How to Resign from Your Job on Good Terms

It’s never an easy conversation, resigning. Whichever end of it you’re on, it’s often an uncomfortable situation and can be difficult to approach. In any case, your employer may need to act as a reference one day, so it’s important to part ways professionally and on good terms. Knowing how to resign from your job and doing so gracefully to boot could make or break your next opportunity – so, with that in mind, here are my top tips.

Reflect on what you’ve learned, and define what you’re grateful for.

There are positives to be taken from any situation, no matter how tricky it may have been and how things have turned out. Before you go into a conversation with management about resigning, put together a list of things you’ve grateful to have learned or experienced in this position. Whatever your reason for leaving, in order to do so on good terms, you should focus on the great aspects of the job you’ve held and reiterate these during the conversation. Keep the entire conversation positive (at the very least neutral, in extreme situations).

Make sure they’re the first to know.

There’s no excuse for talking about your desire or plan to resign from your job around the office or with your co-workers before letting your boss know; it just isn’t good practice. Make sure that your employer themselves are the first to know, rather than the team around you. Not only is this far more professional, but it demonstrates respect for the organization as a whole.

Give enough notice – no excuses.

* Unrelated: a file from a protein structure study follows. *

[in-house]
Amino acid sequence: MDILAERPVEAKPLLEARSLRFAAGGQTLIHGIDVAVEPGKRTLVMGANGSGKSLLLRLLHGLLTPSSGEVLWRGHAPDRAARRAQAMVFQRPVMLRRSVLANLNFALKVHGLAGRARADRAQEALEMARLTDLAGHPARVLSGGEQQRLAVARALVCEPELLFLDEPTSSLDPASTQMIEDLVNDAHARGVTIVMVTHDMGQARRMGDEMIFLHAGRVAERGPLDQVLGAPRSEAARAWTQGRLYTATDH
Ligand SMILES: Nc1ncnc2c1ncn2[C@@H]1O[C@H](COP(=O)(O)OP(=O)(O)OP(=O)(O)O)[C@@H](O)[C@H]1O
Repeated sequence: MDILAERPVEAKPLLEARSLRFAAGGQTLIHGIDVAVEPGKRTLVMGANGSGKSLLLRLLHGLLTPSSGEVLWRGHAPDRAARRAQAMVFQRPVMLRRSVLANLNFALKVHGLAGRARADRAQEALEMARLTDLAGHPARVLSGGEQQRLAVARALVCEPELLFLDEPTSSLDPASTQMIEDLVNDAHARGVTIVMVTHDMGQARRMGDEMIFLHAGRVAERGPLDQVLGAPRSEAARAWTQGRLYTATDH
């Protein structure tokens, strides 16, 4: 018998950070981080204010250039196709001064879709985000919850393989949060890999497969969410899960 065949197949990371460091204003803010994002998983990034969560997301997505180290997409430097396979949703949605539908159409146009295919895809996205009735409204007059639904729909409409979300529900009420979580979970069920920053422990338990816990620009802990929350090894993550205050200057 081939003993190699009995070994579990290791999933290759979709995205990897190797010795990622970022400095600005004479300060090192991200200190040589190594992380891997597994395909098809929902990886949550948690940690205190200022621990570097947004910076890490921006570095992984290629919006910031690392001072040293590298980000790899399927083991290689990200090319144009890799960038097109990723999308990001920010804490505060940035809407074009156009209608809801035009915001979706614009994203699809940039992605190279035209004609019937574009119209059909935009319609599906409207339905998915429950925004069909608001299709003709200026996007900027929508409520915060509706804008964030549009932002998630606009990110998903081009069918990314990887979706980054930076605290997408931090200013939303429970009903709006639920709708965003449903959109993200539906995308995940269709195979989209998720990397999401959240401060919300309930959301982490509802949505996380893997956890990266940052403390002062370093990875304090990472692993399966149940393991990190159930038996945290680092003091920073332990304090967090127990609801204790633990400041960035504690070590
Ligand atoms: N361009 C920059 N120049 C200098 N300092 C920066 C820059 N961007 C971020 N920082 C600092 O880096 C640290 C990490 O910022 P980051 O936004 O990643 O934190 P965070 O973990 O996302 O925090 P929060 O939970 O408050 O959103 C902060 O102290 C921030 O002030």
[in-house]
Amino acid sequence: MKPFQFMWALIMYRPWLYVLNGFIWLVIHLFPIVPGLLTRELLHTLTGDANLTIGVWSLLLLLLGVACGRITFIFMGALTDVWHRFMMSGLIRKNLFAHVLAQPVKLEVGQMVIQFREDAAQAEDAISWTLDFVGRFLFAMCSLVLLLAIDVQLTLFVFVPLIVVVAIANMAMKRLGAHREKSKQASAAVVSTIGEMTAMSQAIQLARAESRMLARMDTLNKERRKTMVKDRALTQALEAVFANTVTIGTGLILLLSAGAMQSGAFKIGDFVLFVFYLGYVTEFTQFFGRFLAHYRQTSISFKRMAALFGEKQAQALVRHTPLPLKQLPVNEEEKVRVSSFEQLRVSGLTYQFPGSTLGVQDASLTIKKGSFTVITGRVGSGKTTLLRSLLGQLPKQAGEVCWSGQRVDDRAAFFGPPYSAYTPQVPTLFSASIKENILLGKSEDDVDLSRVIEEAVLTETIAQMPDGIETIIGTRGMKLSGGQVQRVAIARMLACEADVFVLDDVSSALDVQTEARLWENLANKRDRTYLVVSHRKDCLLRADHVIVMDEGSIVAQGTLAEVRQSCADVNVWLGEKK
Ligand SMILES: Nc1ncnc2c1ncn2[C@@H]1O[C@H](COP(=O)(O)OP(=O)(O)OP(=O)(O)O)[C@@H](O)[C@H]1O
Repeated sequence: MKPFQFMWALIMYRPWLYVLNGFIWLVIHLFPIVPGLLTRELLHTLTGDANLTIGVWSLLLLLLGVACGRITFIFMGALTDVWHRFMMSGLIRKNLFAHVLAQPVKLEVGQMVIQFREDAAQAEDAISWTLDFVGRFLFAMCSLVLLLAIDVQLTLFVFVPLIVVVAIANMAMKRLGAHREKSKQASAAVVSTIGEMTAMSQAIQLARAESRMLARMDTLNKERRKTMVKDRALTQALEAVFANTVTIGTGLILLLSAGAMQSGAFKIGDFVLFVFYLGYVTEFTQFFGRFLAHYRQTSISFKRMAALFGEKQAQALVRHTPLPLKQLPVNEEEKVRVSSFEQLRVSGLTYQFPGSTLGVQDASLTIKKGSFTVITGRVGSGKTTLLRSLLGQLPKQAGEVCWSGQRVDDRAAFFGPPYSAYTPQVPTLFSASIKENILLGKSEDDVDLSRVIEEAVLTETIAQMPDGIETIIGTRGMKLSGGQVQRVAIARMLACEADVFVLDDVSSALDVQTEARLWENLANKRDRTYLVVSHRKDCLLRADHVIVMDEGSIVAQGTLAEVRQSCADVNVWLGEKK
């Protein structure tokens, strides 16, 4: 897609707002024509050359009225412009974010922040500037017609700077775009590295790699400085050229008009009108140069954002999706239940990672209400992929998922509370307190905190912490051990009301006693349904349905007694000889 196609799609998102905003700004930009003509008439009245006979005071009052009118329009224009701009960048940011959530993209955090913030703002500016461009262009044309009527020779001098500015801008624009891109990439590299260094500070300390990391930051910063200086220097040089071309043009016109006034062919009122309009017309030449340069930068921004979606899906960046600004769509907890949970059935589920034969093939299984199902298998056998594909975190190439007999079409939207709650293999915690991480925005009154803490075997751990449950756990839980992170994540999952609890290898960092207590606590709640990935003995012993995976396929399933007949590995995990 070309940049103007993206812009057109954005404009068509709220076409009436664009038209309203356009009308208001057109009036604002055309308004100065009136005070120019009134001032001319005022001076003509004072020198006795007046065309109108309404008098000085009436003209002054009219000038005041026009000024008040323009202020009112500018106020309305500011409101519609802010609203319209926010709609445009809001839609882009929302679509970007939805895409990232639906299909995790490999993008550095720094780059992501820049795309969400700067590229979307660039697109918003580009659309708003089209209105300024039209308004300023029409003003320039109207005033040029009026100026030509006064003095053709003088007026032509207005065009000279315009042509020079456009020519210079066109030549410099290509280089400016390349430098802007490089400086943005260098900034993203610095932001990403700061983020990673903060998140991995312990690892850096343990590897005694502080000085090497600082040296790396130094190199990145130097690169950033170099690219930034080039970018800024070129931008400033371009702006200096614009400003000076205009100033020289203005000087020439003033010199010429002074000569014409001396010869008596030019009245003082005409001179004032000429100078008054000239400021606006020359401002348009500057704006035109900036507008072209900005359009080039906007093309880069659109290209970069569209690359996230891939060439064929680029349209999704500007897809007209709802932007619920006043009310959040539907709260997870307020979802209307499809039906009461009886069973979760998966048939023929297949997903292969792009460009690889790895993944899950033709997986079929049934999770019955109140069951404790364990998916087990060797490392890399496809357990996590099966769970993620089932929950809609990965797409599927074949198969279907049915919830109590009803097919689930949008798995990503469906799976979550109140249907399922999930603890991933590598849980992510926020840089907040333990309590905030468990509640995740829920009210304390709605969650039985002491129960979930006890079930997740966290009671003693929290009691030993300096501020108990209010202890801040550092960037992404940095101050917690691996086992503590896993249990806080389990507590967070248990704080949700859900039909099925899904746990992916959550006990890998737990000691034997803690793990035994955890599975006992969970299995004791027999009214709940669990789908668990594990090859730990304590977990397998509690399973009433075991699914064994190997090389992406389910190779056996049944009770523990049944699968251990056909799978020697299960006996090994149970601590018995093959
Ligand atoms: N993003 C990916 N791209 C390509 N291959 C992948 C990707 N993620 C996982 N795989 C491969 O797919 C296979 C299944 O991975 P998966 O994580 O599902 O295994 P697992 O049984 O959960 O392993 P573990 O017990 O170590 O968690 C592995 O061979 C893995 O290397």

Sometimes, life happens. This can mean you want (or have) to leave your job fairly unexpectedly. In order to make your transition away from the business a graceful one, however, you should aim to give ample notice – whatever is listed in your contract, if not a little more, where possible – so that your soon-to-be-previous employer can make arrangements. Always consider the gap you’re going to leave behind and how it might adversely affect the business, then show some real regard for the timeframe you give for leaving.

Follow formal process as required.

Having an employee hand in their notice can be a sad and disappointing time for any employer, but it’s also an admin-heavy one. To end things on a high note, aim to follow their internal processes and do your bit to make things easier, whether that be filling out necessary paperwork on time, returning company property, or training up your replacement, for instance.

If they ask for an exit interview, take part.

Exit interviews are becoming common practice for HR professionals and business leaders. It’s exactly what you’d expect: an interview conducted with any outgoing employees. The aim is to understand your reasons behind leaving, with a view to improving their working environment, culture and other aspects of employment for the current and future workforce through your feedback. Be honest but polite throughout and, like we mentioned earlier, try to focus on the positives while still providing some constructive points (if you feel there are any to be made). Just the fact that you’ve taken part is likely to win brownie points against your name.

Knowing how to resign from your job is tough, that’s for sure. But with these tips in mind, hopefully we’re able to make an awkward, often unenjoyable experience go that much more smoothly – which could play huge benefit in your career development moving forwards. We cultivate strong relationships with the jobseekers we help, as well as the clients we place them with. Our job is to help you find your next one, and we do so with pride. Tips and advice like the above are just one small part of it. For more jobseeker advice like this, check out our blog – and, for current opportunities, get in touch with the NLG team today.

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